A Sport and a Pastime, James Salter, 1967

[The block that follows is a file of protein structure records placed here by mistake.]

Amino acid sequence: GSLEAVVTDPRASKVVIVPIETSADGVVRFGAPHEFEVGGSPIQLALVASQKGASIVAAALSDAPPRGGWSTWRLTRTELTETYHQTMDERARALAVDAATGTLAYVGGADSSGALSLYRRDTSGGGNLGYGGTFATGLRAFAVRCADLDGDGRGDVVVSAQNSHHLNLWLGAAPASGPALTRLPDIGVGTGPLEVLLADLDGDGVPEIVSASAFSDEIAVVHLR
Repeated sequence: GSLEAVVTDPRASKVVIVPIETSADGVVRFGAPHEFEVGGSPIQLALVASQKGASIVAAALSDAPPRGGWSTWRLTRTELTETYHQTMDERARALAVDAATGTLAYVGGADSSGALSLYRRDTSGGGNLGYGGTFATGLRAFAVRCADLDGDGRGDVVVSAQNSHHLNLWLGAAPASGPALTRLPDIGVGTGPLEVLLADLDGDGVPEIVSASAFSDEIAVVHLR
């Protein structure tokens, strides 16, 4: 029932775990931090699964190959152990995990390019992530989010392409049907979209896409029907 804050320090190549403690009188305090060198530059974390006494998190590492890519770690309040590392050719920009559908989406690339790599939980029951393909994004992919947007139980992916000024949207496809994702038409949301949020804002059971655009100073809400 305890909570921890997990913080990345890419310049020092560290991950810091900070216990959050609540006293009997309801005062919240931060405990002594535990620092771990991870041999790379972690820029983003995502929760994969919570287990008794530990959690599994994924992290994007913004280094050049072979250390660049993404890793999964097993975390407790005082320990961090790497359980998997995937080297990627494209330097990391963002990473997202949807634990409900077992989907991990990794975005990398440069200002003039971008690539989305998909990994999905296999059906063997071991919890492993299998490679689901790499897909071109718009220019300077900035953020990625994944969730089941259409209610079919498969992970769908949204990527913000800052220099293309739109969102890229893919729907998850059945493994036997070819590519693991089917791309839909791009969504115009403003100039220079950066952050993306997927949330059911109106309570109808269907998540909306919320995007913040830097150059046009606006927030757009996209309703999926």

Salter, who died last year at 93, remains the quintessential writer’s writer as the introduction by Reynolds Price to this new edition makes clear. Author of fewer than a dozen novels, Salter broke new ground in the vivid and explicit expression of sexuality and its ‘enactments’ (as Price says) in this volume. The story of a 34 year old narrator who spends the summer in his friends’ house in a small village in France and is joined by Philip Dean, a 24 year old Yale drop out. Dean hooks up with Anne-Marie, a 20 year old office worker and they embark on an incredibly intense sexual summer. At one point, the narrator says: “None of this is true. I’ve said Autun, but it could easily have been Auxerre. I’m sure you’ll come to realize that I am only putting down details which entered me, fragments that were able to part my flesh. It’s a story of things that never existed although even the faintest doubt of that, the smallest possibility, plunges everything into darkness.” So what is a reader to make of this? Did Philip Dean exist? Did Anne-Marie exist? Price debates this in his introduction and comes down on the side of “yes, they did”. I come down on the other side viewing the novel as one long masturbatory fantasy of the narrator. Difficult to know which was Slater’s intent, but whichever it was, he writes incredible sentences and marvelous descriptions.